Physicists agree that experiments at the Brookhaven atom collider have created a new form of matter. But theorists and experimentalists are still arguing about what to call it. Geoff Brumfiel investigates.
Just over a year ago, a rare event took place at Brookhaven National Laboratory on Long Island, New York. It didn't happen in the lab's massive atom smasher, but in a packed seminar room. Here experimentalists and theorists collided in a very public manner at a special colloquium held to announce “exciting new results”.
Since June 2000, Brookhaven's particle accelerator, the Relativistic Heavy Ion Collider (RHIC), has smashed atoms together in a bid to make an extremely hot state of matter with a name only a physicist could love: the quark–gluon plasma. For decades, theorists have been creating detailed models of this plasma, which was thought to exist in the early Universe, and RHIC was built in an attempt to confirm or refute these calculations.
A year after the machine was switched on, the four detectors that make up RHIC saw signs of the new plasma state. Subsequent experiments re-examined those hints and generated a lot more data. So expectations among the physicists, politicians and journalists were high at the colloquium in June 2003. Were the experimental groups ready to announce the discovery of the quark–gluon plasma?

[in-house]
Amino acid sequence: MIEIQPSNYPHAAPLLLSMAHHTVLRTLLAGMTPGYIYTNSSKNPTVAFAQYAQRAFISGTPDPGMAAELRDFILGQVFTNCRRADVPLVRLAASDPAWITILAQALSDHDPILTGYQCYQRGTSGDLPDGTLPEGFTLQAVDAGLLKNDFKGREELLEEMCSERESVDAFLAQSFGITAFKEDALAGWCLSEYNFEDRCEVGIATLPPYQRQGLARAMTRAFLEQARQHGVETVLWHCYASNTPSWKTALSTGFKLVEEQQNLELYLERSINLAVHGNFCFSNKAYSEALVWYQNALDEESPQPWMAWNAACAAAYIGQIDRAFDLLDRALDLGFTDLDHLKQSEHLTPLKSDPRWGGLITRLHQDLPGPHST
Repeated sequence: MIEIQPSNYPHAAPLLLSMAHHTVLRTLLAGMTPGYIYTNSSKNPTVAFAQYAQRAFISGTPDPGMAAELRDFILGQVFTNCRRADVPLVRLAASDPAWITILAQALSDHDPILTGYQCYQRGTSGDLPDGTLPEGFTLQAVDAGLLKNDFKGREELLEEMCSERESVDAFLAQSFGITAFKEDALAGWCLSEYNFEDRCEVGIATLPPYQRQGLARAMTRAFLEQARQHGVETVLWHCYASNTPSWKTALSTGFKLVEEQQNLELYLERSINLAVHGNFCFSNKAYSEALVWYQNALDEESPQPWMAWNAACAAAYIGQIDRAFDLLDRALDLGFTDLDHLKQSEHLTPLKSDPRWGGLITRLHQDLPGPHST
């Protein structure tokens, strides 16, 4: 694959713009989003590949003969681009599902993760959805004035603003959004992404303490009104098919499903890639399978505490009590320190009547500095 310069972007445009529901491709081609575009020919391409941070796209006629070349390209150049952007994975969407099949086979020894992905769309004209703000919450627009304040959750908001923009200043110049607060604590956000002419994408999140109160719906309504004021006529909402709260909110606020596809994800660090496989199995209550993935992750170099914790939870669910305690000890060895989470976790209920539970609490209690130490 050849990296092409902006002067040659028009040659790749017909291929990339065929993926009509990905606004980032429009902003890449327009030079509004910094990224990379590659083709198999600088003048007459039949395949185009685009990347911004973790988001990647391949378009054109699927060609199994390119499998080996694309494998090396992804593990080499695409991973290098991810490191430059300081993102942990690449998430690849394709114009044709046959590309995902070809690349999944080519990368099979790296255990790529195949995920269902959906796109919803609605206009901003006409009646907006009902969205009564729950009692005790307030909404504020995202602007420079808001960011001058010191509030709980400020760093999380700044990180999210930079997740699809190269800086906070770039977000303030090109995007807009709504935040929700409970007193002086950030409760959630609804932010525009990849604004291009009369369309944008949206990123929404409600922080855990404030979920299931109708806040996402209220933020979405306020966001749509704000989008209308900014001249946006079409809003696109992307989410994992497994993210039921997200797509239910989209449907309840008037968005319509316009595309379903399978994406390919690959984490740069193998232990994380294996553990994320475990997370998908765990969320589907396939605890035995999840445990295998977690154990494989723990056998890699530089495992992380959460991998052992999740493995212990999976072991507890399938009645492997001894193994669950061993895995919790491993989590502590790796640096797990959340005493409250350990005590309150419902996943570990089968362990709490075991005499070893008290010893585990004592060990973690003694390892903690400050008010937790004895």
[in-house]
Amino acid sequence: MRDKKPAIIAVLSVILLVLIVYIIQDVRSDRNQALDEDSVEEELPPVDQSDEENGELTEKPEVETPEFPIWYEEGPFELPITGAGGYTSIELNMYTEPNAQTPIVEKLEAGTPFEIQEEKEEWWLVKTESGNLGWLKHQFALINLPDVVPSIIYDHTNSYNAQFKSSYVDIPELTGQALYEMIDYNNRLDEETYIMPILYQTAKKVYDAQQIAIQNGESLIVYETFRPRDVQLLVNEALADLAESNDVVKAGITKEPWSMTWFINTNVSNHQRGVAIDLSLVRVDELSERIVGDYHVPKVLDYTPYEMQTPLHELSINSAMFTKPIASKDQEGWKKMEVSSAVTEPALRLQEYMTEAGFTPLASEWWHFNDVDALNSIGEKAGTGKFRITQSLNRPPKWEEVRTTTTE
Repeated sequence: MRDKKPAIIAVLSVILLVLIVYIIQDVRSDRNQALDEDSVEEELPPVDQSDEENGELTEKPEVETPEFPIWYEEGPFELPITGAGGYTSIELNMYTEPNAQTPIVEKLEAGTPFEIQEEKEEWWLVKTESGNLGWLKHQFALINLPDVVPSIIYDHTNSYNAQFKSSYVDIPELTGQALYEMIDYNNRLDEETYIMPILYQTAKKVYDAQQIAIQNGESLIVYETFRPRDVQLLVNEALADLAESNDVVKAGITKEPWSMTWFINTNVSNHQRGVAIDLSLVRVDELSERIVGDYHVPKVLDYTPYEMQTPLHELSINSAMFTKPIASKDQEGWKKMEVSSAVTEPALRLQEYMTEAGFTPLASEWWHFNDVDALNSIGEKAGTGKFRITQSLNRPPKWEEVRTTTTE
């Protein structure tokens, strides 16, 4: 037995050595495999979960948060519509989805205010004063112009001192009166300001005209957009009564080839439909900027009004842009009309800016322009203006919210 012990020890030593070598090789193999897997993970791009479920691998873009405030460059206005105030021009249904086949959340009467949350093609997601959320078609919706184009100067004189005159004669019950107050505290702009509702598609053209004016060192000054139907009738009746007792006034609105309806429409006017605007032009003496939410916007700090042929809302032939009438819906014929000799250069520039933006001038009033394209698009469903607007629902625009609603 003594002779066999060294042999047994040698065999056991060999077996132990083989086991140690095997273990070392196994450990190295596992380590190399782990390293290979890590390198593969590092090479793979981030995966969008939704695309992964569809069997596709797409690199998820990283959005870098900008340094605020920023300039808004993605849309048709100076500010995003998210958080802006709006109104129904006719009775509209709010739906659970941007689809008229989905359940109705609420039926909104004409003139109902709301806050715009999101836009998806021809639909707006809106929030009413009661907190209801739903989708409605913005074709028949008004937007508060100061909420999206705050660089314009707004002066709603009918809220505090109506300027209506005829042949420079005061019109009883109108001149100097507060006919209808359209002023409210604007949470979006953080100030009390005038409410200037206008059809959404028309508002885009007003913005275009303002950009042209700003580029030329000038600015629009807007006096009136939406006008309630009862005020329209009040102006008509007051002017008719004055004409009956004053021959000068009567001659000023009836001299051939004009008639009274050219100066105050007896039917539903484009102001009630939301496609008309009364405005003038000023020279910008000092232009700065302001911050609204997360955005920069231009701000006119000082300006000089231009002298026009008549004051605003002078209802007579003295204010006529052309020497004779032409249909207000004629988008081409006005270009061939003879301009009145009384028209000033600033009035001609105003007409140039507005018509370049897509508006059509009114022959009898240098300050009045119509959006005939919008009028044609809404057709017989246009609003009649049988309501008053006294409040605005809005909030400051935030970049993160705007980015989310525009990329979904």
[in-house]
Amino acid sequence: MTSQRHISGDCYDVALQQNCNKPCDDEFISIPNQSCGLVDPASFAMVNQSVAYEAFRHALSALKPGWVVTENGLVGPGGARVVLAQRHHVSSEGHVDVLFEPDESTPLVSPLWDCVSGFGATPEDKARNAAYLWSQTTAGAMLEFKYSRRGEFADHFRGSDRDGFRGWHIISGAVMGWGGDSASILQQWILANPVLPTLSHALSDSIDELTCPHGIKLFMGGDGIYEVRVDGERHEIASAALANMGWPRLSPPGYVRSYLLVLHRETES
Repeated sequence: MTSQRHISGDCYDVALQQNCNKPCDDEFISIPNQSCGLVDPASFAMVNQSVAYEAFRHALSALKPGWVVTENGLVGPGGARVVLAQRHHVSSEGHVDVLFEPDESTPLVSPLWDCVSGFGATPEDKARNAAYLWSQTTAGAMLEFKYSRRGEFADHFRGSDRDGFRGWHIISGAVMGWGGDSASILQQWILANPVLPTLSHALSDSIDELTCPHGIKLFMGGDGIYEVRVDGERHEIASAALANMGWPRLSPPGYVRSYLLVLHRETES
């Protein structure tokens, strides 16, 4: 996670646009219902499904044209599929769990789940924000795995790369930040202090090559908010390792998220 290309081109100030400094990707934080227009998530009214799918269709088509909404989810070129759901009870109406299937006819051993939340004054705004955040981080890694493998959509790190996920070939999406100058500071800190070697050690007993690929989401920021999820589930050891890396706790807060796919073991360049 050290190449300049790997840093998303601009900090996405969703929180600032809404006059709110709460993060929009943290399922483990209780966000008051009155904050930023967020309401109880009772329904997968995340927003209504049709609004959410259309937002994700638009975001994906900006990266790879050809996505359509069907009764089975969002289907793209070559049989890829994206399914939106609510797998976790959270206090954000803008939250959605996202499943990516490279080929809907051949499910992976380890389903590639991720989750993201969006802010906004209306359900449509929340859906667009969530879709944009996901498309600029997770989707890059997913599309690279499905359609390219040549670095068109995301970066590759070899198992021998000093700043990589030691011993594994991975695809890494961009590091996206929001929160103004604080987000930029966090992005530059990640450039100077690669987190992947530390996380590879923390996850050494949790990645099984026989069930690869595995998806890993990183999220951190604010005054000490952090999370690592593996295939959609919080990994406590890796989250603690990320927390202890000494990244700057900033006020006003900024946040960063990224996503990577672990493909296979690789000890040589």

The announcement never came. Instead, researchers presented a series of long lectures on the physics happening inside the collider. Detail by aching detail, members of the four detector teams laid out the case that RHIC had produced a very hot, dense form of matter that had never been seen before.
The reporters and dignitaries scratched their heads as they left the lecture hall. They had heard enough physics in two hours to give many of them a low-grade migraine, but they were no closer to knowing whether RHIC had created the strange state of matter it was built to discover.
Then came the press briefing. Top experimentalists and leading theorists gathered in another packed room to try to explain in simpler terms what the experiment had achieved. William Zajc, an experimentalist from Columbia University, New York, who represented RHIC's PHENIX detector, said that there might be a quark–gluon plasma in the machine. But he added: “I think we would like to rule out any more ordinary explanations first.” Then Miklos Gyulassy, a Columbia theorist, gave everyone the answer they had been waiting for. “It is a quark–gluon plasma,” he declared. “Period.”